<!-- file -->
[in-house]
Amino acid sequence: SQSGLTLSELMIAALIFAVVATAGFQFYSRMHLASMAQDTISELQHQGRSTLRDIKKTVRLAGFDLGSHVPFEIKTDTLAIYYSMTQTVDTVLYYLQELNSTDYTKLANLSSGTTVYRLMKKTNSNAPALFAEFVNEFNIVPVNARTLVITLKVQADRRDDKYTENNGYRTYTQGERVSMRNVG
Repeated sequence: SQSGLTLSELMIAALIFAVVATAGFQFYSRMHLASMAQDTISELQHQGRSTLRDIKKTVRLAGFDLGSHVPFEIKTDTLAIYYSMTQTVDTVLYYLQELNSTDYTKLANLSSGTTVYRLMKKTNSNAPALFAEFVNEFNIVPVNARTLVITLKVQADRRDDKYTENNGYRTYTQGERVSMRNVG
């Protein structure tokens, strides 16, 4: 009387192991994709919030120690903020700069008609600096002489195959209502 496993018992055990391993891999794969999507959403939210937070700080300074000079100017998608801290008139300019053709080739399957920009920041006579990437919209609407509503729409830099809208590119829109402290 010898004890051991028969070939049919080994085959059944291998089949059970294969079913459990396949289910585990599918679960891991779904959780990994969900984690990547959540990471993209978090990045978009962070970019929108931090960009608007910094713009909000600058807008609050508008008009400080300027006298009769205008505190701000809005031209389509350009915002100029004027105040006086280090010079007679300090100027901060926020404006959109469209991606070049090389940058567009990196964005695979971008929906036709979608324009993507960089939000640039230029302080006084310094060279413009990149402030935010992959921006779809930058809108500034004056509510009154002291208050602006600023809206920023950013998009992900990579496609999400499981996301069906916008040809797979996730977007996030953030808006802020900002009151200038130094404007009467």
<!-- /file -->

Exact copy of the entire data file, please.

[in-house]
Amino acid sequence: SQSGLTLSELMIAALIFAVVATAGFQFYSRMHLASMAQDTISELQHQGRSTLRDIKKTVRLAGFDLGSHVPFEIKTDTLAIYYSMTQTVDTVLYYLQELNSTDYTKLANLSSGTTVYRLMKKTNSNAPALFAEFVNEFNIVPVNARTLVITLKVQADRRDDKYTENNGYRTYTQGERVSMRNVG
Repeated sequence: SQSGLTLSELMIAALIFAVVATAGFQFYSRMHLASMAQDTISELQHQGRSTLRDIKKTVRLAGFDLGSHVPFEIKTDTLAIYYSMTQTVDTVLYYLQELNSTDYTKLANLSSGTTVYRLMKKTNSNAPALFAEFVNEFNIVPVNARTLVITLKVQADRRDDKYTENNGYRTYTQGERVSMRNVG
């Protein structure tokens, strides 16, 4: 009387192991994709919030120690903020700069008609600096002489195959209502 496993018992055990391993891999794969999507959403939210937070700080300074000079100017998608801290008139300019053709080739399957920009920041006579990437919209609407509503729409830099809208590119829109402290 010898004890051991028969070939049919080994085959059944291998089949059970294969079913459990396949289910585990599918679960891991779904959780990994969900984690990547959540990471993209978090990045978009962070970019929108931090960009608007910094713009909000600058807008609050508008008009400080300027006298009769205008505190701000809005031209389509350009915002100029004027105040006086280090010079007679300090100027901060926020404006959109469209991606070049090389940058567009990196964005695979971008929906036709979608324009993507960089939000640039230029302080006084310094060279413009990149402030935010992959921006779809930058809108500034004056509510009154002291208050602006600023809206920023950013998009992900990579496609999400499981996301069906916008040809797979996730977007996030953030808006802020900002009151200038130094404007009467």